Honeyflow.com | FAQ's | Community |

Top Entrance seems heavily clustered with bees - good or bad?


#1

I opened up a top entrance on the two 2-weeks old bee hives. My beekeeper friend told me to wait with it, but for some reason I thought it was a good idea to open it up. However, ever since the opening 3 days ago, the top entrance is just packed with bees on both hives. See this picture:

https://goo.gl/photos/Ufbg4UBpDf4Cq4oY7

My question is: Am I forcing them to guard an extra entrance and it’d be better to close it up again? Also, it’s been a little cooler the past few days (around 16 degree celsius). Do they sit there to prevent heat loss? The picture above I took after sunset, and I believe the cluster of bees stays at this entrance all night. Or do bees like to just hang out at such an entrance? Curiously, the bottom entrance has no such cluster, so maybe it is an insulation thing.

Thanks!

Holger


#2

Looks like a normal thing to me. @Michael_Bush always seems to say the bees prefer a top entrance. Seems to me that your bees are agreeing with him.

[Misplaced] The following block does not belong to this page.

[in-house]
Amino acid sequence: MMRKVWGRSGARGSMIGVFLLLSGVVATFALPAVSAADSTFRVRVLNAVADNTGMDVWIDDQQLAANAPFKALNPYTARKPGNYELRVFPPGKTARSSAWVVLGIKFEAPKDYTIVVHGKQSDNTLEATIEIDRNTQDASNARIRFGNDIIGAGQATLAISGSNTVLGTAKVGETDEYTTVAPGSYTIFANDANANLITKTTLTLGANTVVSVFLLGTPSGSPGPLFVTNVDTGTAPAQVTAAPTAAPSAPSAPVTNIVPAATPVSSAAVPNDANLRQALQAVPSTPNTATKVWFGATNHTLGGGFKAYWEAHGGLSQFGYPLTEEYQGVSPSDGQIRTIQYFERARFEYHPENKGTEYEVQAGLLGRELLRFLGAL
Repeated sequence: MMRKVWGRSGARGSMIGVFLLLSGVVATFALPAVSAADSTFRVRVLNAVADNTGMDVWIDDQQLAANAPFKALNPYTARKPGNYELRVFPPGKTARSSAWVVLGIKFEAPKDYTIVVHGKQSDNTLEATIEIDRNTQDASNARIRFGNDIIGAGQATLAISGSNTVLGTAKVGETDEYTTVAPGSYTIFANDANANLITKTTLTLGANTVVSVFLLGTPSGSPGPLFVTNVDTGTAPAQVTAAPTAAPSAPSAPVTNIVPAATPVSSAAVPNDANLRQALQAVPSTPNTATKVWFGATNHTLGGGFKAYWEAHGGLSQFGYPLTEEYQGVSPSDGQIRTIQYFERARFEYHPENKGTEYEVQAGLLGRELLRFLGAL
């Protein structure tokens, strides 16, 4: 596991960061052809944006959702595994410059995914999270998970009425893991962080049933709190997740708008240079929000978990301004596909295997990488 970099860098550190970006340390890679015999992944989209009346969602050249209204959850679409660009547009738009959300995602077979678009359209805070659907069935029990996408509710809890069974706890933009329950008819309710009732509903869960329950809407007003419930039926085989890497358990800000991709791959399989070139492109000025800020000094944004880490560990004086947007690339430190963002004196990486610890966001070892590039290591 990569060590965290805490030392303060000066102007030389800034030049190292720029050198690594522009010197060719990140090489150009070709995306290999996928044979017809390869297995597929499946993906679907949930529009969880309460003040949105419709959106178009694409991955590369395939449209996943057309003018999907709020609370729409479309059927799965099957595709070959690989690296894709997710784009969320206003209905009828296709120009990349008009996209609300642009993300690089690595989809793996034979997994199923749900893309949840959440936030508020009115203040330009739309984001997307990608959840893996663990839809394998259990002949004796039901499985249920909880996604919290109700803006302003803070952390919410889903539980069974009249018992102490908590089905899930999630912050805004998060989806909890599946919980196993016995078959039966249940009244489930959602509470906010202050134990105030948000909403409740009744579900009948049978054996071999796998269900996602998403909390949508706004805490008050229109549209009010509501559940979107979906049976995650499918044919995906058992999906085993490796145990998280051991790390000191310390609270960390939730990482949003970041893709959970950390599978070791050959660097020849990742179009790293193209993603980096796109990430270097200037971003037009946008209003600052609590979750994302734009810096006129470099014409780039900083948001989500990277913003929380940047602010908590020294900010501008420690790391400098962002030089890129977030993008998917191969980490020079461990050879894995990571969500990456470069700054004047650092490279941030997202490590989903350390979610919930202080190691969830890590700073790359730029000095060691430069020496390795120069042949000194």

#3

They don’t always prefer the same entrance… but they often prefer a top one…


#4

Dawn, Michael, thanks for your thoughts.

Thing is, they didn’t use the upper entrance to go in and out. They were just hanging out there. All incoming traffic came in through the bottom entrance.

It increasingly looked to me as if they were trying to control the heat loss. We’ve had a stretch of colder weather here, and with hives only having a screen bottom, I finally cut some wood to size and slid in a solid bottom. On that day the bees stopped clustering at the top entrance, with just a few bees to be seen there. As the temperatures dropped some more, I closed the top entrance.

We’re expecting temperatures exceeding 30ºC this week, and I will probably open the top entrance again tomorrow. Let’s see if they cluster at those temperatures.